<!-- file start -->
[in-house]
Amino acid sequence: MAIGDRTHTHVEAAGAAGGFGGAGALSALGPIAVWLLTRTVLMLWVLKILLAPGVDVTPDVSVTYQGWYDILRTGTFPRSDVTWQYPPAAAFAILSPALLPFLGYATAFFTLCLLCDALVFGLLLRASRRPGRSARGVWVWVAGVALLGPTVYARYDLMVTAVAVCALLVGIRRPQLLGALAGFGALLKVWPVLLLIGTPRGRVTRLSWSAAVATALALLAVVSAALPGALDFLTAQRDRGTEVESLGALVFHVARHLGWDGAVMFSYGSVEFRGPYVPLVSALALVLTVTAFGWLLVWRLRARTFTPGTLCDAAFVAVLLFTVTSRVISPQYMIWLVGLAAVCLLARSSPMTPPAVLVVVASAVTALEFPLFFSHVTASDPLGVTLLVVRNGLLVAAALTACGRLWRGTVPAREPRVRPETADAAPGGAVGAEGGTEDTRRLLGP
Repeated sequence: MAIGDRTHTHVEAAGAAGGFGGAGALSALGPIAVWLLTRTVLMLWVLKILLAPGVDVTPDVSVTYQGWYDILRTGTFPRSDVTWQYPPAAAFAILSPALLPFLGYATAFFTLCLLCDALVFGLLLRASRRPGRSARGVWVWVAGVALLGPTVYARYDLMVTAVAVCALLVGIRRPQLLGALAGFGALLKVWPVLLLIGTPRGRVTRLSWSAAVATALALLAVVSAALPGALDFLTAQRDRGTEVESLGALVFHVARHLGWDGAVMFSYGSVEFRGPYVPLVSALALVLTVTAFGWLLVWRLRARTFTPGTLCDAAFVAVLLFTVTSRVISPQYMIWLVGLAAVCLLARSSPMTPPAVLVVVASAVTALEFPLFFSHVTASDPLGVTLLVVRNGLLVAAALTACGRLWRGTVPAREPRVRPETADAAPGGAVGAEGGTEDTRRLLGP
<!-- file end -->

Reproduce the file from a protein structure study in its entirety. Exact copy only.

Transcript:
[in-house]
Amino acid sequence: MAIGDRTHTHVEAAGAAGGFGGAGALSALGPIAVWLLTRTVLMLWVLKILLAPGVDVTPDVSVTYQGWYDILRTGTFPRSDVTWQYPPAAAFAILSPALLPFLGYATAFFTLCLLCDALVFGLLLRASRRPGRSARGVWVWVAGVALLGPTVYARYDLMVTAVAVCALLVGIRRPQLLGALAGFGALLKVWPVLLLIGTPRGRVTRLSWSAAVATALALLAVVSAALPGALDFLTAQRDRGTEVESLGALVFHVARHLGWDGAVMFSYGSVEFRGPYVPLVSALALVLTVTAFGWLLVWRLRARTFTPGTLCDAAFVAVLLFTVTSRVISPQYMIWLVGLAAVCLLARSSPMTPPAVLVVVASAVTALEFPLFFSHVTASDPLGVTLLVVRNGLLVAAALTACGRLWRGTVPAREPRVRPETADAAPGGAVGAEGGTEDTRRLLGP
Repeated sequence: MAIGDRTHTHVEAAGAAGGFGGAGALSALGPIAVWLLTRTVLMLWVLKILLAPGVDVTPDVSVTYQGWYDILRTGTFPRSDVTWQYPPAAAFAILSPALLPFLGYATAFFTLCLLCDALVFGLLLRASRRPGRSARGVWVWVAGVALLGPTVYARYDLMVTAVAVCALLVGIRRPQLLGALAGFGALLKVWPVLLLIGTPRGRVTRLSWSAAVATALALLAVVSAALPGALDFLTAQRDRGTEVESLGALVFHVARHLGWDGAVMFSYGSVEFRGPYVPLVSALALVLTVTAFGWLLVWRLRARTFTPGTLCDAAFVAVLLFTVTSRVISPQYMIWLVGLAAVCLLARSSPMTPPAVLVVVASAVTALEFPLFFSHVTASDPLGVTLLVVRNGLLVAAALTACGRLWRGTVPAREPRVRPETADAAPGGAVGAEGGTEDTRRLLGP